I hope loyalty continued with these small concerns; they deserve to succeed as they are more adept than the big boys.

I feel extremely sorry for the local pubs, restaurants, hairdresser and other retail concerns in the village. They have been hit very hard. It is hoped they can weather the storm and their custom returns. The church looks bereft; a virtual congregation is not a vibrant one.

Wargrave is lucky to have access to lovely routes to exercise; the river, the footpaths, the woods.  Everyone one meets along the way says hello. Everyone is friendlier.

Pulling together has provided a positive mindset to help one another and I hope this will continue after the pandemic.

KATHRYN WILLIS, 43, is a photographer, who lives in Churchill Crescent, Sonning Common, with her husband Richard, sons Jake and Harry and has been self-isolating since March 16.

THE day after lockdown was introduced I went into the Royal Berkshire Hospital to have a baby.

As both our parents are aged 70-plus and with schools closing the week before, it meant our oldest son couldn’t stay with his grandparents. So we had to make a last minute decision and ask my sister-in-law if he could stay with her.

I was feeling rather apprehensive about going into hospital with the current situation but you can’t stop babies arriving, that is for sure. Things didn’t quite progress as planned and after an eventful time, baby Harry was born the next evening by emergency C section. He was finally here after a rather rocky road to get to this point. Due to complications it did mean we were both in hospital for five days.

Visiting restrictions seemed to change each day. By the Friday, birthing partners were not allowed to see you until you were discharged and, even then, they were not allowed on the ward.

Richard had to wait the other side of the door with the midwife carrying Harry in the car seat and handing over at that point. One lady was having to stay in for 10 days as her baby was quite poorly and I really felt for her, as her husband not being allowed to visit.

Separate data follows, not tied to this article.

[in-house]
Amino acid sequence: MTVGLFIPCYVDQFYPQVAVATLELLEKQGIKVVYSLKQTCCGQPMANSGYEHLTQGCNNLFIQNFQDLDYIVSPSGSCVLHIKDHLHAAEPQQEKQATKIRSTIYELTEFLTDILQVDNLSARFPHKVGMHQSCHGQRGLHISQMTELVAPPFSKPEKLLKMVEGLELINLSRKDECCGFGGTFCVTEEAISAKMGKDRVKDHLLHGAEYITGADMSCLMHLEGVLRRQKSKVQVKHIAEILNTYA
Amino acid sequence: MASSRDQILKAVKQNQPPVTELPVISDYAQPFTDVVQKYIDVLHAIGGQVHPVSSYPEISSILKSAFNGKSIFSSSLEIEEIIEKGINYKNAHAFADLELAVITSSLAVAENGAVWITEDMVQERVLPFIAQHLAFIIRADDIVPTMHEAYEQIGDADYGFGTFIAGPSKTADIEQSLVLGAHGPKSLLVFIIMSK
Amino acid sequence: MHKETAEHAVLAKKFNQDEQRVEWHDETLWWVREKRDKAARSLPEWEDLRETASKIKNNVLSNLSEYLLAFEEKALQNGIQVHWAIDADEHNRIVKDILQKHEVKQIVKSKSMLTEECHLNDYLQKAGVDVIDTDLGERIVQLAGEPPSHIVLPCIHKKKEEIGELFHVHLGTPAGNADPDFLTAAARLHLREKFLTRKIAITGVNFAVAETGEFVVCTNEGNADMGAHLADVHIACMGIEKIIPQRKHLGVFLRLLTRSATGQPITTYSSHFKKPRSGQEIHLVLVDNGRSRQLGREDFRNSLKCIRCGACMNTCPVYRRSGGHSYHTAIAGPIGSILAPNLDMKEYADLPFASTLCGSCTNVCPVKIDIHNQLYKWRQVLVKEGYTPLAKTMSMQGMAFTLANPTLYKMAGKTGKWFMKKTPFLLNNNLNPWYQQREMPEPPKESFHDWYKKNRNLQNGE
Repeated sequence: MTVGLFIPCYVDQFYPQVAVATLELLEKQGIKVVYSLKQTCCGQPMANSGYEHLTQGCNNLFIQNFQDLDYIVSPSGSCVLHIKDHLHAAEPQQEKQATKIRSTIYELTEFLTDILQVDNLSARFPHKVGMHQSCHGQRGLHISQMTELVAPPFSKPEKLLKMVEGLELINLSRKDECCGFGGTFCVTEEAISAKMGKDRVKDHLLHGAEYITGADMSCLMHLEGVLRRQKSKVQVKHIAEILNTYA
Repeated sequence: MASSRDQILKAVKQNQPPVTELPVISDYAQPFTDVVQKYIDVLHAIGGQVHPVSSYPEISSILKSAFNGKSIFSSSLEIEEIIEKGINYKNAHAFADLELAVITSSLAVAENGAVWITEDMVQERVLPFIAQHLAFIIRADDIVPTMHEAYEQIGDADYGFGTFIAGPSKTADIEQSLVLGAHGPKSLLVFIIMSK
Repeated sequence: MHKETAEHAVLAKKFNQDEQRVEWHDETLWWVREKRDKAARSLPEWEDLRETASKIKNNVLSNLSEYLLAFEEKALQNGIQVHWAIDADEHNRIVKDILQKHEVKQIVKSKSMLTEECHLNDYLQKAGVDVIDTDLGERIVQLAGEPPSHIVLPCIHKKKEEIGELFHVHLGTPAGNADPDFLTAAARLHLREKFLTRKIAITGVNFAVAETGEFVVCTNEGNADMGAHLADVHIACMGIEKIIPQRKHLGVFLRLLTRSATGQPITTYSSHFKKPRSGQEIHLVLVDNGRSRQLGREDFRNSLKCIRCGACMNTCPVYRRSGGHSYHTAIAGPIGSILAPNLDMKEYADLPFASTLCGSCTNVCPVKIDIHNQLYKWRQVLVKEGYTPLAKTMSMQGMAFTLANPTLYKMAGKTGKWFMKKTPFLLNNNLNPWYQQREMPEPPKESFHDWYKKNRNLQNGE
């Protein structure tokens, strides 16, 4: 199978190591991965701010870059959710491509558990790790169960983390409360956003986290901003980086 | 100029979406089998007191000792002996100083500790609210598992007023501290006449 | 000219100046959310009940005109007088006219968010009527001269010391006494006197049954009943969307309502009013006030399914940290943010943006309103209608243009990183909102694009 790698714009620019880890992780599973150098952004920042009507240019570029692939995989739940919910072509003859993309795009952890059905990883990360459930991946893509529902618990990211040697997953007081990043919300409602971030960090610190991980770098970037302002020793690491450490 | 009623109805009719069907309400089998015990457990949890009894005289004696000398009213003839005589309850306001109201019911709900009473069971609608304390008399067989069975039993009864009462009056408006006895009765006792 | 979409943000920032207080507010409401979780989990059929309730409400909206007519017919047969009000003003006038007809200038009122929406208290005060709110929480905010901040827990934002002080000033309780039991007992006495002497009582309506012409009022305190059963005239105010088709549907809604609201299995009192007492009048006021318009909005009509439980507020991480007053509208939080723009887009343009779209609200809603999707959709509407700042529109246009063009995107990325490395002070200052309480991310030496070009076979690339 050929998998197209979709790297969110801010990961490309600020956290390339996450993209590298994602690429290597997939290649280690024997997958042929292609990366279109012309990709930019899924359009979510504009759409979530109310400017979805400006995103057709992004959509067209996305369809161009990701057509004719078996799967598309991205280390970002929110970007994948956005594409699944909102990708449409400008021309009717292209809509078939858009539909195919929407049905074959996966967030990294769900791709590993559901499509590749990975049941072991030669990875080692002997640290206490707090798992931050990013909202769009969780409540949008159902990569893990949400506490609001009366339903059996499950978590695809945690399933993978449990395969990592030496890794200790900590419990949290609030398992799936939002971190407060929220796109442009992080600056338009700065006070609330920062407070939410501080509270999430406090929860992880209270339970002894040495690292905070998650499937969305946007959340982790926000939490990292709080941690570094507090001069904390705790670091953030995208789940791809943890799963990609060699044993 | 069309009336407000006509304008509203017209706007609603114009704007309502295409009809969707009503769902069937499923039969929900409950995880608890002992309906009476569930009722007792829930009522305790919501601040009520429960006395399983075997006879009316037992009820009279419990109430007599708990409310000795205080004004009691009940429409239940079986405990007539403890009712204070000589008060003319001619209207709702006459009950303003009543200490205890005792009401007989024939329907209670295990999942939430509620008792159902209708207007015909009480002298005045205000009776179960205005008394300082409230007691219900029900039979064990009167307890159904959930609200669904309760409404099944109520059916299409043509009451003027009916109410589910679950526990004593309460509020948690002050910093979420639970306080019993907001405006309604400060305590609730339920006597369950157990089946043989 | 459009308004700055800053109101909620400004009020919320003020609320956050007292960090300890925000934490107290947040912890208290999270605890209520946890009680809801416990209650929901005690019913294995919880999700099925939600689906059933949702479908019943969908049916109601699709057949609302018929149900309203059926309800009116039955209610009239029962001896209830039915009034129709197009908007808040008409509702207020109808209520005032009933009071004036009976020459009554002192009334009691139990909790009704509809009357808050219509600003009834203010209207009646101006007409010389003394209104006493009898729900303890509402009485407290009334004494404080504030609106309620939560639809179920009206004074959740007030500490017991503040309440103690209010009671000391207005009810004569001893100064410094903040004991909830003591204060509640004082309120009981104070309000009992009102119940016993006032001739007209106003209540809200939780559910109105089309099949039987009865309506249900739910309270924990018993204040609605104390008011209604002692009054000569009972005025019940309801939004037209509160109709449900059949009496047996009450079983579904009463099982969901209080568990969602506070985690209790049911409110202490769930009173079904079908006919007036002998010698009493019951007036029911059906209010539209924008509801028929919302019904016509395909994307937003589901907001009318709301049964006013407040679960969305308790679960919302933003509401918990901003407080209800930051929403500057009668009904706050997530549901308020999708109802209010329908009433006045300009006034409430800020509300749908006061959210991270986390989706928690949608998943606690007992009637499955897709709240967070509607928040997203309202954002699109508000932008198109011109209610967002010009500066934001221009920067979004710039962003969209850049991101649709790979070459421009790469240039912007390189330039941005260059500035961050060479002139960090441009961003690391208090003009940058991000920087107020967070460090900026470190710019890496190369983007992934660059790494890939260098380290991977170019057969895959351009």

We came home on the Saturday that the clocks changed. I think someone was having a joke with us, with losing an hour on top of losing plenty of sleep with a newborn.

I was incredibly grateful to all the NHS staff at the hospital and also so relieved to finally be home.

It has meant that we can’t introduce Harry to anyone as yet, especially his grandparents, which is upsetting. Hopefully, if we all keep doing as asked and “stay at home”, the lockdown will be relaxed in the near future.

We decided to celebrate Harry’s arrival on Easter Sunday with a cream tea, by Time for Tea, which offers a no-contact delivery service. The weather was on our side so we sat in the garden.

Our immediate neighbour had a milestone birthday last week, so we played over the garden fence Stevie Wonder’s Happy Birthday and converted a child’s age card by adding a zero to the badge. It’s difficult times but one thing that has come out of this is the amazing community spirit and feeling grateful for the simple things in life.

MARION POPE, 84, and her husband Michael, 82, of East View Road, Wargrave, have been trying to remain in isolation since the beginning of the coronavirus outbreak.

WE are lucky in that we grow our own vegetables and fruit so our allotment near the recreation ground and house has kept my husband from boredom.

The three greenhouses in our garden have had a massive spring clean. Let us know, if you need any old pots! We grow geraniums, statice, marigolds and tomatoes and battle with greenfly. Our row of garden peas are starting to show their heads above the soil. Oh for some rain, our butts are nearly empty. Michael also maintains our bowling green (opposite our house, thank goodness).

Although I do despair about the amount of time it takes to mow and fertilise. Still he is happy.

Jigsaw puzzles can while away the hours and hours and hours until at the end you find a piece missing. Exasperation!

I have spring cleaned the house to within an inch of its life and the attic will be next, but with two rooms up there and a loft ladder, it is extremely hot (a good excuse not to do it).

We do miss our two grandchildren, Imogen and Rowan, at the end of our road but we have provided them with plants and seedlings to grow in their garden.

Potatoes in sack pots are quite good. Also runner beans in jar jars and blotting paper. You can watch the roots and shoots appear and plant them later.

Imogen and Rowan’s parents are both teachers so they have a fairly structured day. Our two sons (one in Cornwall, the other in Salisbury, whose wife is a doctor at Salisbury Hospital) and their families we contact by phone.

We would have had a silver wedding, a golden wedding, a diamond wedding and a 60th birthday celebration plus Henley Royal Regatta to enjoy in the coming months but these have all been put on hold.

But we are incredibly lucky to live in a village surrounded by beautiful countryside.

We have a village stores called A& I, which have been a godsend to all Wargravians. Murthy and Praba, his wife, have a wonderful stocked shop and with their family they will do anything for anyone.

Our village surgery in our village is second to none and with a chemist opposite medical problems are dealt with efficiently.